Now let's assume that the umpire doesn't have direct access to the "true" location. Instead, he perceives the location of the pitch, but his perception has some uncertainty in it. Let's assume that the umpire will perceive the location of the pitch to equal the true location plus or minus a normally distributed error term. If we take the red distribution from figure 1 and convolve it with a Gaussian error term, we get the green distribution in figure 2. This green distribution represents where the umpire will perceive all of the "true" balls to cross the plane of the plate.
Of these true balls, many appear to the umpire to cross the plate in the strike zone. That is, just the fact that the umpire is not perfect leads to some misclassifications. The green area in figure 3 reflects the true balls that are called strikes. In this figure, 16% of the actual balls are called strikes because of this error. But this isn't a bias; this error term will apply to all pitchers, regardless of their skill level.
The bias in the umpires perception comes in if he is trying to maximize his own performance, that is, make the fewest mistakes. The perceived distribution of pitches in figure 2 and 3 show how they would be classified if they were each considered in isolation. But we have a lot more information: we know the overall distribution of pitches. We know that a pitch closer to the center of the plate is more likely than a pitch outside. Therefore, our optimal guess, given the information and uncertainty that we have, is shown in figure 4. The green distribution in figure 4 shows the perceived location of the actual balls after the umpire takes his prior knowledge into account.
Nearly 40% of the "true" pitches are now being classified as strikes (that's OK, some of the strikes are going to be misclassified as balls). Figure 5 shows the source of the misclassification. The area in red is the error caused by measurement error, the noise in the umpires perceptual system that causes him to be inherently uncertain. The area in green is caused by his priors, which will change depending on the context. If he faces a good pitcher with great control, the umpire's prior distribution should be very tight, with many strikes. If he faces Joel Zumaya, the umpire's prior distribution should be much more even (or even inverted, so that he is biased to call a ball).
Failing to take the context into account will result in impaired performance. The umpire would get more pitches wrong. If an umpire takes this "bias" into account, he is actually being as fair as he can be. If he did not use this bias, he would actually be unfairly biased against the pitchers with better control. What is fairness? Here, we would want the umpire to mistakenly call a true ball a strike as often as he calls a true strike a ball. If the umpire does not update and apply a prior based on the context, he is being unfair by this definition: when judging a good control pitcher, he will misclassify more true strikes as balls than vise versa.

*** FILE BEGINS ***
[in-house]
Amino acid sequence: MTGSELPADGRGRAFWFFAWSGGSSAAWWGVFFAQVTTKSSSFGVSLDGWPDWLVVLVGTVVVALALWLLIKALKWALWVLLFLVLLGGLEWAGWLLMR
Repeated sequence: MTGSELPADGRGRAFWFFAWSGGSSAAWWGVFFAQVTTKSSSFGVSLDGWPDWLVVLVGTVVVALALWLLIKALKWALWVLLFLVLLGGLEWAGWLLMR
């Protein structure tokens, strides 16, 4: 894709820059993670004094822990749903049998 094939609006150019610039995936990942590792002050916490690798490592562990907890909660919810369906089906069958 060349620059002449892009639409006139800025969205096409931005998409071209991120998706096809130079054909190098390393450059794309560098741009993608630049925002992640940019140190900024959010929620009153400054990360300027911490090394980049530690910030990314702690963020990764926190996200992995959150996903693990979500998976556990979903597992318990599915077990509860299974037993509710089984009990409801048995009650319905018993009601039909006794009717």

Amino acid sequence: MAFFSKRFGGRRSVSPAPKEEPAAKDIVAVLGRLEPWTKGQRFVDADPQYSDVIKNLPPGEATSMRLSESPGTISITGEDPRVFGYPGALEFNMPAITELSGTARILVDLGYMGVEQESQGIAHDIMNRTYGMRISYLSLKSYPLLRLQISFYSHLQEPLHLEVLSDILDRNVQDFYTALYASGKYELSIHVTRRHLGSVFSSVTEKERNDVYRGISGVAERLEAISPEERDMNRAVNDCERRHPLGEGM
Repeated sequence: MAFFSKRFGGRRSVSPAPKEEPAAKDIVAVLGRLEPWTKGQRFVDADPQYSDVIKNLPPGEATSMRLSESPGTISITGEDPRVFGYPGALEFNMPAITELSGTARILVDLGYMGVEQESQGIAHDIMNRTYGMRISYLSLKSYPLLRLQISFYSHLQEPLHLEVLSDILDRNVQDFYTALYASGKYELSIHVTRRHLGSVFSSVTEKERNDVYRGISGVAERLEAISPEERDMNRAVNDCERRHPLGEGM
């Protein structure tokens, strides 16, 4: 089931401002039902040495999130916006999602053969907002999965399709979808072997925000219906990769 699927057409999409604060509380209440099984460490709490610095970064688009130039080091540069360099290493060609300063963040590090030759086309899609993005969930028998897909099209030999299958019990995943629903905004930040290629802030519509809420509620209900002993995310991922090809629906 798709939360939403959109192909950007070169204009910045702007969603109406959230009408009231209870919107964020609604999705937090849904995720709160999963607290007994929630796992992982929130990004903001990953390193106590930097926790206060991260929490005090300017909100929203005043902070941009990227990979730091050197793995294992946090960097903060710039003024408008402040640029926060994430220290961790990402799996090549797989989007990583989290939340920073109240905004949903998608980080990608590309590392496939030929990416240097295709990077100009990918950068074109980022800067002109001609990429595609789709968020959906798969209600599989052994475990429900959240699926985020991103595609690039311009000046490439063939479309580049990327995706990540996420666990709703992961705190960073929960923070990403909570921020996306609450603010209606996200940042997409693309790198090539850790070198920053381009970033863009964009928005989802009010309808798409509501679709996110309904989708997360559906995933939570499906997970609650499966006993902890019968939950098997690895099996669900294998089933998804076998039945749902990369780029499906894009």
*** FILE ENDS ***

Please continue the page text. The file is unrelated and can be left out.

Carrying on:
Hence my initial claim: Umpires absolutely should be biased to give control pitchers a larger strike-zone.
This might be able to explain why the strikezone is a foot wide, although I sincerely doubt that this effect is that pronounced. It could also play a role in explaining why the strike zone is actually an ellipse.
All of that said, it's entirely unclear how an umpire should construct his prior, or what experiences should be used as a basis. Should it be based on a pitchers history? History with that umpire? The performance of that pitcher that day? The performance of all pitchers that day (not too unreasonable if the process is automatic)? The hypothesis becomes hard to test because the prior could be constructed in a number of very different ways.
The Chicago Cubs have an outfielder who tends to miss games due to injury, flashes brilliance, makes a lot of money and struggles with his attitude from time to time. His name is Alfonso Soriano. He turns 34 in January. In the last two seasons, Soriano has managed to hit just .260/.323/.476 in 226 games played. His defense in left field is suspect. Few players in baseball enjoy more job security.
Milton Bradley had an off year in 2009. With a career .450 slugging percentage and coming off of a career high .563 number in 2008, you can understand why Cubs fans were frustrated with Bradley's lack of power. Still, Bradley managed a .378 on-base percentage and netted out as an asset to the club on the field. He wasn't worth his contract in 2009, but he helped the Cubs win baseball games more than he hurt them. The Cubs cannot say that same thing of Soriano's 2009 season. Yet, probably because he has a more favorable contract and dozens of other reasons beyond me, by all accounts, the Cubs seem determined to move Bradley and not Soriano.
When the Cubs acquired Bradley after his career season in 2008, they knew precisely what they were getting. They knew he had the ability to get on base and hit with a lot of pop if he could stay on the field. Anything approaching his 2008 campaign could have put them over the top. They also knew of his past. They knew he was emotional and complex. They also knew he was sincere. Here's Jim Hendry at the announcement of Bradley's signing:
"As we left the restaurant and stood on the curb waiting for the driver ... [Bradley] said, 'I know it's going to take some time and you have some work to do, but I want to be a Chicago Cub if you want me,'" Hendry said.
Hendry was moved by this. So much so, that he felt comfortable looking past Bradley's occasional meltdown and offering him a lucrative multi-year offer.
And here's Bradley: